Courts, Legal Basics

questions & answers

Question: What is a status hearing and how does it work in Superior Court?

Answer: A status hearing can serve a wide variety of functions at the discretion of the trial judge, and you will be hard-pressed to find a concrete definition anywhere in the family law rules or Arizona statutes. I also do not doubt that the practice widely varies from county to county, and your question did not indicate where you live.
In general, however (and I do mean *in general*), status hearings do not involve testimony from the parties, or the offering of evidence through witnesses or exhibits. They are relatively quick hearings, designed to give the judge some idea of what is going on in the case, and how much time she should allocate for the trial. It is also an opportune time for the court to enter temporary orders upon which the parties have *agreed*. (If they haven't agreed, then the court should not enter orders over objection until it can hear evidence.)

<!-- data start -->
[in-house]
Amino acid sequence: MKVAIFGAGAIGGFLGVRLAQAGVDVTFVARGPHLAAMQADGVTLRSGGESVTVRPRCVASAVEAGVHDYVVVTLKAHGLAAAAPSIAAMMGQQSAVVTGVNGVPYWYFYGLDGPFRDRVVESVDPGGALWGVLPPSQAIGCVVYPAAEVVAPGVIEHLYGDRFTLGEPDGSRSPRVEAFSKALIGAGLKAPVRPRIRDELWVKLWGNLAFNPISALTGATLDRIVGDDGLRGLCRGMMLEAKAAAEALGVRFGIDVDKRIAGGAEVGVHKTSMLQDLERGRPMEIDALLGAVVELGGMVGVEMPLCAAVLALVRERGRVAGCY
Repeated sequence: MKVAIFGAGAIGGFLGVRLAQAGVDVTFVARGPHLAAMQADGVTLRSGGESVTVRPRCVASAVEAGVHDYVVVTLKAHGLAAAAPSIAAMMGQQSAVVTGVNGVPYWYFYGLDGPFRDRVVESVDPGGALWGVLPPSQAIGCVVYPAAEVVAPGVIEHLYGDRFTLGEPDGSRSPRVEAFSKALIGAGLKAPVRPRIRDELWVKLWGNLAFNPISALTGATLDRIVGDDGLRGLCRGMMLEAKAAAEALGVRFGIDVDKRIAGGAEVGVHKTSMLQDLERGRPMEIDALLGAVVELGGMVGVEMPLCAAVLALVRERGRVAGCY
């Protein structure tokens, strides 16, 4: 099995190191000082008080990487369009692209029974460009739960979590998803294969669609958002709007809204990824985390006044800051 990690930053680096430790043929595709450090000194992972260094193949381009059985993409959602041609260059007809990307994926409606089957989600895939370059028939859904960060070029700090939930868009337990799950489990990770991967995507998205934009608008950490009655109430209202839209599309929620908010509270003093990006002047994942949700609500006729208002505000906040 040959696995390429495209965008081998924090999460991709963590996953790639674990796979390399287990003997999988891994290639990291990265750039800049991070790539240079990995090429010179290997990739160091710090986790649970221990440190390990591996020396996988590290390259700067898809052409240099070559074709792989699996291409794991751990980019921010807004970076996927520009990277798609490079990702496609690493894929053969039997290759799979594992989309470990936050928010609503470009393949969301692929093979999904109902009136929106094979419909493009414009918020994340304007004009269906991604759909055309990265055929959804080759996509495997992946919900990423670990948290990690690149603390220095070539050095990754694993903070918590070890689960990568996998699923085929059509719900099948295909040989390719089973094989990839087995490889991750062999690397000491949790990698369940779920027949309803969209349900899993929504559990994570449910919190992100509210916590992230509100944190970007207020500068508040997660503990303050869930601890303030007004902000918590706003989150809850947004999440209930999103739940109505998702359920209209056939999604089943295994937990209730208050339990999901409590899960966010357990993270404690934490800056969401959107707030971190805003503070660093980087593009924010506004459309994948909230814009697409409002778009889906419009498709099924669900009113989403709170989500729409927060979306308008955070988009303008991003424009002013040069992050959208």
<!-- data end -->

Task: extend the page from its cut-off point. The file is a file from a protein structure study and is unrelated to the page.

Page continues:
The closest parallel to "status hearings" that one can find in the family law rules is a resolution management conference (RMC). Unfortunately, RMC's are administered with great inconsistency as well, which makes it difficult for me to give you a square answer. Every judge seems to have a different idea of what an RMC is for. For this reason (and others too), your best course of action may be simply to call the judge's chambers right away, and just ask the judicial assistant what exactly the court intends to accomplish at the status hearing, and whether you should be prepared to testify or present witnesses/exhibits. Furthermore, the court will often provide hints (or even clear statements) about the purpose of the hearing in the typed minute entry that scheduled the event in the first place. So make sure to read that carefully, too!


  • What is a status hearing and how does it work in Superior Court?




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  • State Bar of Arizona
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    Referral number 602-257-4434
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    Referral number 520-623-4625
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